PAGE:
J. Leukoc. Biol. 2008; 83: 833-842
        • Messlik A.
        • Schmechel S.
        • Kisling S.
        • Bereswill S.
        • Heimesaat M.M.
        • Fischer A.
        • Göbel U.
        • Haller D.
        Loss of Toll-like receptor 2 and 4 leads to differential induction of endoplasmic reticulum stress and proapoptotic responses in the intestinal epithelium under conditions of chronic inflammation.
        J. Proteome Res. 2009; 8: 4406-4417
        • Cohen-Poradosu R.
        • McLoughlin R.M.
        • Lee J.C.
        • Kasper D.L.
        Bacteroides fragilis-stimulated interleukin-10 contains expanding disease.
        J. Infect. Dis. 2011; 204: 363-371
        • Lowe E.L.
        • Crother T.R.
        • Rabizadeh S.
        • Hu B.
        • Wang H.
        • Chen S.
        • Shimada K.
        • Wong M.H.
        • Michelsen K.S.
        • Arditi M.
        Toll-like receptor 2 signaling protects mice from tumor development in a mouse model of colitis-induced cancer.
        Plos One. 2010; 5: e13027
        • de Oliveira J.G.
        • Silva A.E.
        Polymorphisms of the TLR2 and TLR4 genes are associated with risk of gastric cancer in a Brazilian population.
        World J. Gastroenterol. 2012; 18: 1235-1242
        • Tahara T.
        • Arisawa T.
        • Wang F.
        • Shibata T.
        • Nakamura M.
        • Sakata M.
        • Hirata I.
        • Nakano H.
        Toll-like receptor 2 (TLR)-196 to 174del polymorphism in gastro-duodenal diseases in Japanese population.
        Dig. Dis. Sci. 2008; 53: 919-924
        • Boraska Jelavić T.
        • Barišić M.
        • Drmic Hofman I.
        • Boraska V.
        • Vrdoljak E.
        • Peruzović M.
        • Hozo I.
        • Puljiz Ž.
        • Terzić J.
        Microsatelite GT polymorphism in the Toll-like receptor 2 is associated with colorectal cancer.
        Clin. Genet. 2006; 70: 156-160
        • Bhaskar S.
        • Shalini V.
        • Helen A.
        Quercetin regulates oxidized LDL induced inflammatory changes in human PBMCs by modulating the TLR-NF-κB signaling pathway.
        Immunobiology. 2011; 216: 367-373
        • Byun E.H.
        • Omura T.
        • Yamada K.
        • Tachibana H.
        Green tea polyphenol epigallocatechin-3-gallate inhibits TLR2 signaling induced by peptidoglycan through the polyphenol sensing molecule 67-kDa laminin receptor.
        FEBS Lett. 2011; 585: 814-820
        • Morimoto M.
        • Watanabe T.
        • Yamori M.
        • Takebe M.
        • Wakatsuki Y.
        Isoflavones regulate innate immunity and inhibit experimental colitis.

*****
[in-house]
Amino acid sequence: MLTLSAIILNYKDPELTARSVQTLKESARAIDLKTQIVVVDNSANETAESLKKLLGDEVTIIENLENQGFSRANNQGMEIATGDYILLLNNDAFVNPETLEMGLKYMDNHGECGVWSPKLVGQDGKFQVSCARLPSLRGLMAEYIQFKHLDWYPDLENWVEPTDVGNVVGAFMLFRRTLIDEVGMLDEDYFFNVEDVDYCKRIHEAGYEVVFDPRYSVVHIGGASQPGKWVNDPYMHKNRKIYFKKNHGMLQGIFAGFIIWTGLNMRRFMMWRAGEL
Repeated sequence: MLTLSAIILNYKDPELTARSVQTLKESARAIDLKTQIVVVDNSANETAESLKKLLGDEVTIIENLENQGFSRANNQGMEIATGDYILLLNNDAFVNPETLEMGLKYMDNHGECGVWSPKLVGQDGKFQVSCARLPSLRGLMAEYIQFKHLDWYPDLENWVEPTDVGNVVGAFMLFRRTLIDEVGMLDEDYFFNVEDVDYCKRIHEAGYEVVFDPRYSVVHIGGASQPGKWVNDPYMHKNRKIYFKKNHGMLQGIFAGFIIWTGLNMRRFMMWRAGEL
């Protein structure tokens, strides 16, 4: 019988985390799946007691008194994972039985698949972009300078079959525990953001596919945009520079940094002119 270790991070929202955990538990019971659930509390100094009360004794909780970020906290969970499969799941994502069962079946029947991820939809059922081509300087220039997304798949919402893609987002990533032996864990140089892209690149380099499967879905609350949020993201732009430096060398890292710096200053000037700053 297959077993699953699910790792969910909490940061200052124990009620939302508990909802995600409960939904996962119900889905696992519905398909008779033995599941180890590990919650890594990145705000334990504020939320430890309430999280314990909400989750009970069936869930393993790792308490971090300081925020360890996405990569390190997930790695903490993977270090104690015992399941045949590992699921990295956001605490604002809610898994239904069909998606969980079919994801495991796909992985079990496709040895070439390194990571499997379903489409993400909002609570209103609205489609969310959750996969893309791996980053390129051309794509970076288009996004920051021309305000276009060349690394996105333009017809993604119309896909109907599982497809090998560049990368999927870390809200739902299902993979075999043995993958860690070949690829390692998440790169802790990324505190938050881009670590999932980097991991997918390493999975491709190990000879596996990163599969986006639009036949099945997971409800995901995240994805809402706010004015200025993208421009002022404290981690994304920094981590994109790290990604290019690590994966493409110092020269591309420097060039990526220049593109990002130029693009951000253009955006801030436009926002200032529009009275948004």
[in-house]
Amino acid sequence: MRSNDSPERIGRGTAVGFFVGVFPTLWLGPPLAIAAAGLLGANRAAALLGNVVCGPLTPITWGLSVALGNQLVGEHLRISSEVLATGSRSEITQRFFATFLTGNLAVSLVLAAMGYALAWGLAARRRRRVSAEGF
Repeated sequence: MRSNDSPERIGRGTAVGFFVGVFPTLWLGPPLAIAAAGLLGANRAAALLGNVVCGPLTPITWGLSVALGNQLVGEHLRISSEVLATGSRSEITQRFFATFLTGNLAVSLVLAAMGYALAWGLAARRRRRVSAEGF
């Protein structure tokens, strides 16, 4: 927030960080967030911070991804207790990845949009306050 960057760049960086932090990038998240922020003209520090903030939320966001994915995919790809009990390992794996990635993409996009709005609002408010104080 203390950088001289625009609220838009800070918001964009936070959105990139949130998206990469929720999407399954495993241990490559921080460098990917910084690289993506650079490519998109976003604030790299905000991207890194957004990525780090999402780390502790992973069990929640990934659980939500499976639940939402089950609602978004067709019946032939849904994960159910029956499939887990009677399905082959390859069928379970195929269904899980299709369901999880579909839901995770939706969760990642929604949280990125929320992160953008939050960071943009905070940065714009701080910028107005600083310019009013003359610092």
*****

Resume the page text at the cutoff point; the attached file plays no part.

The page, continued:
J. Gastroenterol. Hepatol. 2009; 24: 1123-1129
        • Pichersky E.
        • Lewinsohn E.
        Convergent evolution in plant specialized metabolism.
        Annu. Rev. Plant Biol. 2011; 62: 549-566
        • Modolo L.V.
        • Reichert A.I.
        • Dixon R.A.
        Osbourn A.E. Lanzotti V. Plant-Derived Natural Products: Synthesis, Function, and Application. Springer, New York2009: 143-163
        • Gaestel M.
        • Kotlyarov A.
        • Kracht M.
        Targeting innate immunity protein kinase signalling in inflammation.
        Nat. Rev. Drug Discov. 2009; 8: 480-499
        • Martinon F.
        • Mayor A.
        • Tschopp J.
        The Inflammasomes: guardians of the body.
        Annu. Rev. Immunol. 2009; 27: 229-265
        • Li Q.
        • Verma I.M.
        NF-κB regulation in the immune system.
        Nat. Rev. Immunol. 2002; 2: 725-734
        • Rhee S.H.
        • Jones B.W.
        • Toshchakov V.
        • Vogel S.N.
        • Fenton M.J.
        Toll-like receptors 2 and 4 activate STAT1 serine phosphorylation by distinct mechanisms in macrophages.
        J. Biol. Chem. 2003; 278: 22506-22512
        • Hershko D.D.
        • Robb B.W.
        • Wray C.J.
        • Luo G.J.
        • Hasselgren P.O.
        Superinduction of IL-6 by cycloheximide is associated with mRNA stabilization and sustained activation of p38 map kinase and NF-κB in cultured Caco-2 cells.
        J. Cell Biochem. 2004; 91: 951-961
        • Fenton M.J.
        • Clark B.D.
        • Collins K.L.
        • Webb A.C.
        • Rich A.
        • Auron P.E.
        Transcriptional regulation of the human prointerleukin 1β gene.
        J. Immunol. 1987; 138: 3972-3979
        • Zhang Y.
        • Saccani S.
        • Shin H.
        • Nikolajczyk B.S.
        Dynamic protein associations define two phases of IL-1β transcriptional activation.
        J. Immunol. 2008; 181: 503-512
        • Park H.Y.
        • Kim G.Y.
        • Hyun J.W.
        • Hwang H.J.
        • Kim N.D.
        • Kim B.W.
        • Choi Y.H.
        7,8-Dihydroxyflavone exhibits anti-inflammatory properties by downregulating the NF-κB and MAPK signaling pathways in lipopolysaccharide-treated RAW264.7 cells.
        Int. J. Mol. Med. 2012; 29: 1146-1152
        • Kim D.H.
        • Yun C.H.
        • Kim M.H.
        • Naveen Kumar C.
        • Yun B.H.
        • Shin J.-S.
        • An H.J.
        • Lee Y.H.
        • Yun Y.D.
        • Rim H.-K.
        • Yoo M.-S.
        • Lee K.-T.
        • Lee Y.S.
        4′-Bromo-5,6,7-trimethoxyflavone represses lipopolysaccharide-induced iNOS and COX-2 expressions by suppressing the NF-κB signaling pathway in RAW 264.7 macrophages.
        Bioorg. Med. Chem. Lett. 2012; 22: 700-705
        • Lee J.K.
        • Kim S.Y.
        • Kim Y.S.
        • Lee W.-H.
        • Hwang D.H.